Quick Roundup 479

Thursday, October 29, 2009

Social Networking Bleg

Apparently, my last post both impressed and disappointed. On the one hand, I got backlinks (that I know about) from Rob and Trey. On the other, I was asked by commenters why I didn't make it easier to alert readers to the post with Twitter, FaceBook, or NetworkedBlogs. Blog template editing time is nigh. If you see your favorite social network missing, let me know.

Thanks in advance.

Precautionary Principle and Pascal's Wager

Via HBL I learned of a ridiculous video whose creator regards it as an unassailable argument in favor of global warming legislation. Binswanger called it an application of Pascal's Wager to environmentalism and notes its more common name: the precautionary principle, which Wikipedia describes as:

... a moral and political principle which states that if an action or policy might cause severe or irreversible harm to the public or to the environment, in the absence of a scientific consensus that harm would not ensue, the burden of proof falls on those who would advocate taking the action. [links omitted]
I find several things interesting about the precautionary principle. First, it basically means that one has to have (or beg for) approval of anything he wants to do from government officials. Second, as it is being used by global warming alarmists, it is clear what the pecking order is between "the public or the environment" whenever there is a conflict. (Just see how little attention the clown in this video pays to the depression he admits these taxes and laws would bring, and note that he makes zero mention of political freedom at all.) Third, this principle is basically a way for people who take Pascal's Wager to force the rest of us to do the same by smuggling in arbitrary criteria of harm to excuse government action in situations where it is not warranted.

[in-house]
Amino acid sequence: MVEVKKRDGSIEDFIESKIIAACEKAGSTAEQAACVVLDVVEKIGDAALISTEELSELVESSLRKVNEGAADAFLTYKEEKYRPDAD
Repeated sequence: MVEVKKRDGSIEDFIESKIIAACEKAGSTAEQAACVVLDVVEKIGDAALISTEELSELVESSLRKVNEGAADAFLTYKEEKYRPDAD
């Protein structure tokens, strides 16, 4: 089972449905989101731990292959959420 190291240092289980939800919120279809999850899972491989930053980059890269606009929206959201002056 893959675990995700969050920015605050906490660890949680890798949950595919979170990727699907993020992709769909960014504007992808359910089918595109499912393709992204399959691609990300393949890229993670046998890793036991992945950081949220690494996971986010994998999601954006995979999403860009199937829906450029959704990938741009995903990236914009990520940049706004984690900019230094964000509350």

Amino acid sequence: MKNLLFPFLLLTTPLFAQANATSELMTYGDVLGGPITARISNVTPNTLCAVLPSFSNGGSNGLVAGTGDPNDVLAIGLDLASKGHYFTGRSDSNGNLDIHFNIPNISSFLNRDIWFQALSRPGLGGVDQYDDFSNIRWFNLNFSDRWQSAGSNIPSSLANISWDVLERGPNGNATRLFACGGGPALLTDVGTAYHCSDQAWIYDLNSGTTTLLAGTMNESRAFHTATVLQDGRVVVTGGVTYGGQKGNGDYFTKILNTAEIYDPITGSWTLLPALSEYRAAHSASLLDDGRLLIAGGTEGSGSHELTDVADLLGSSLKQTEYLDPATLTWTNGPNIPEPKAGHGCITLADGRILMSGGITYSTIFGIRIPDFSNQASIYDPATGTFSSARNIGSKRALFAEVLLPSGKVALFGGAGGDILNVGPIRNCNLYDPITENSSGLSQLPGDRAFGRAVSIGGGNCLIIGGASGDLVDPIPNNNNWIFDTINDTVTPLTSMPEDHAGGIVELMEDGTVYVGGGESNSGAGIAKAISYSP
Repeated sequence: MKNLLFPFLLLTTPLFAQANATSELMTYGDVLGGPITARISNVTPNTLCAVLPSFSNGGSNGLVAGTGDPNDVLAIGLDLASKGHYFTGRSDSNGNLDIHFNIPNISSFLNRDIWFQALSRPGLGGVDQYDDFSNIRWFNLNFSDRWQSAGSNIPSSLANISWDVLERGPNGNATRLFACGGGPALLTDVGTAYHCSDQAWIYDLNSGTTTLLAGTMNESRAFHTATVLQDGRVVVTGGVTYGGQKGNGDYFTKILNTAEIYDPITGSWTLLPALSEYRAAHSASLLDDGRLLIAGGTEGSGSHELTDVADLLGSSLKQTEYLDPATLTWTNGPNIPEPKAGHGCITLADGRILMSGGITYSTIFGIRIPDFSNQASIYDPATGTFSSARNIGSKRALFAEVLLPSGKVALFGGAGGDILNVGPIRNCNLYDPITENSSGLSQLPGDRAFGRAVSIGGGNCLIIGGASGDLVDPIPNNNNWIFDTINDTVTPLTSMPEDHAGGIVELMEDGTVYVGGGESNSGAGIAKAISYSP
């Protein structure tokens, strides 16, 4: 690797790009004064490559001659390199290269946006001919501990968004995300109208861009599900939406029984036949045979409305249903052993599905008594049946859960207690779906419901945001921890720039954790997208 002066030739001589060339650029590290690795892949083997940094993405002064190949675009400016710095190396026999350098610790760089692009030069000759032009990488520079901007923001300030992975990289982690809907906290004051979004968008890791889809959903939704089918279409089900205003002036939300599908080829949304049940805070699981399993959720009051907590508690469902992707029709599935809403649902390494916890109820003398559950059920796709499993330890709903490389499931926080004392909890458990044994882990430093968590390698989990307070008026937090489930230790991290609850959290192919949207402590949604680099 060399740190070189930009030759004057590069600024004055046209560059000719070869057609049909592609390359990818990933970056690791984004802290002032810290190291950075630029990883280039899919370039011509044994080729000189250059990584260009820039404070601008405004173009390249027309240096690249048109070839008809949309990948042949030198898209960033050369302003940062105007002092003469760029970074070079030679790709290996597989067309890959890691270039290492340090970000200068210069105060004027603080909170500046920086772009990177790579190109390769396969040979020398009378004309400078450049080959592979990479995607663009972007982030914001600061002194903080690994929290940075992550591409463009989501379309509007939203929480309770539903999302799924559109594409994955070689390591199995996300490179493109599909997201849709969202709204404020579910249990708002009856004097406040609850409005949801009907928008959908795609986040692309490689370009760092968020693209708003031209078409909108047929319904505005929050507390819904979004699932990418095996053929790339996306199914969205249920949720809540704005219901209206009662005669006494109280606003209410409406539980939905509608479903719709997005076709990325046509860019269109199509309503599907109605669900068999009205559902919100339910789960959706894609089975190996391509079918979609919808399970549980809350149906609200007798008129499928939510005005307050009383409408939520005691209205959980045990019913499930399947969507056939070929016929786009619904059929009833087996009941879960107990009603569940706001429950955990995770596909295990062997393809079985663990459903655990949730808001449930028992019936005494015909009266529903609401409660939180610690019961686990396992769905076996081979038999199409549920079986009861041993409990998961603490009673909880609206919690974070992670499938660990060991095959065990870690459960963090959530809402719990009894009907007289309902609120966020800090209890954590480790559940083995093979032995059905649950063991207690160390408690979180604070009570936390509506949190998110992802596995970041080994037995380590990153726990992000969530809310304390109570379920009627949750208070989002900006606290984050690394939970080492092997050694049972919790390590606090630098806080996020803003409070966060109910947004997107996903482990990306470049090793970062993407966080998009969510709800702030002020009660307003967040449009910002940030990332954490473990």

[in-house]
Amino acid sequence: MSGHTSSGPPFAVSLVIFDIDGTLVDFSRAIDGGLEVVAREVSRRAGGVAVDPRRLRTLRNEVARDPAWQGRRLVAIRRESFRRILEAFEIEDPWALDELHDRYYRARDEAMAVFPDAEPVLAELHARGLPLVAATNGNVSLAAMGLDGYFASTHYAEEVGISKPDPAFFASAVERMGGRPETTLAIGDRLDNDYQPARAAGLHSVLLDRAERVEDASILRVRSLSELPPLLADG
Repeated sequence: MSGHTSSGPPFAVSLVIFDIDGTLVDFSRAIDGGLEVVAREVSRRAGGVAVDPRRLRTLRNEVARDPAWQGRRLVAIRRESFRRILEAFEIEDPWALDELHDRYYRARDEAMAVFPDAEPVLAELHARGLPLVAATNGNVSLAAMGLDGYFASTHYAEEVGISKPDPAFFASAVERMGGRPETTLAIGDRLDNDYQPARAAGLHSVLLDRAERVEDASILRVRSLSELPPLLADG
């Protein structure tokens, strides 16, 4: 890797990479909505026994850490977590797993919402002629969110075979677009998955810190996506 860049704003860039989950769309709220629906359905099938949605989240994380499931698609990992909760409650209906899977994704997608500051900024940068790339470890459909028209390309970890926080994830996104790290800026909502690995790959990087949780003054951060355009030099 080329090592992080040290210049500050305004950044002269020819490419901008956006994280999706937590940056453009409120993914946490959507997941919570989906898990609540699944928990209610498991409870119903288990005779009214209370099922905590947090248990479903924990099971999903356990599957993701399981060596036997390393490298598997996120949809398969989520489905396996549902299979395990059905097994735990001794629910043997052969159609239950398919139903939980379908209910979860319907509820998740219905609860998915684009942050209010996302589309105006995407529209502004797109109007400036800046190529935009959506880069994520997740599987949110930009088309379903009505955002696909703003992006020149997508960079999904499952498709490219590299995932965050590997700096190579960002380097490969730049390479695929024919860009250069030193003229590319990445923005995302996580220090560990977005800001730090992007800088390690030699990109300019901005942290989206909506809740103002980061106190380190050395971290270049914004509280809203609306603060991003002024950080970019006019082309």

Objectivist Roundup

Head on over to 3 Ring Binder!

"GoodThing in Life" Carnival and Chat

Inspired in part by a recent post of mine on cooking as a hobby, Martin Lindeskog is attempting to bring back something along the lines of the old Carnival of the Recipes, but not limited to cooking. He's targeting Thanksgiving weekend as a start date.

Like a Kazoo at a Funeral

The glomming-on-with-cum-backstabbing-of Ayn Rand by Libertarians continues as Reason TV (of all hosts) plans to "celebrate" the enduring legacy of Ayn Rand by interviewing two of her most famous detractors, Nathaniel and Barbara Branden.

Maybe it was something she said...

Actually, it wasn't that, but her insistence that the fight for freedom begins with intellectual rigor that earned exposed their enmity.

-- CAV

6 comments:

Mo said...

I like the description "hippies of the right" very true and funny at the same time.

BTW isn't anarchism a concept that grew in France during the 17th century ?

Gus Van Horn said...

Agreed.

Regarding the origins of anarchy as a school of political philosophy: maybe, maybe not.

Grant said...

Regarding the video about climate change: the flaw in that guy's argument is that the bottom two squares of his diagram, even though he doesn't admit it, are the same result.

Gus Van Horn said...

True, if we assume either that the warmists are completely wrong or that our governments would not find a solution to the problem (ranging from doing nothing to some kind of torts) that did not violate individual rights.

Grant said...

Well, my point is that if you have industry-killing, environment-protecting regulations, or if you have none of that and industry messes up the environment (an assumption, I know), both outcomes result in all of the terrible things he describes in the "true, no" box either way. It's only his predispostion to the environmentalist position that makes him rant and rave about one, and softly call the other "a different but liveable world."

Essentially, if it's true that the earth cannot support the population levels that industry/pollution makes possible, it's going to do something about it anyways. There's no need for the govenrnment do it for mother nature preemptively.

Gus Van Horn said...

"There's no need for the government to do it for mother nature preemptively."

I like the way you put that, and that is the essential issue in this debate as it is now.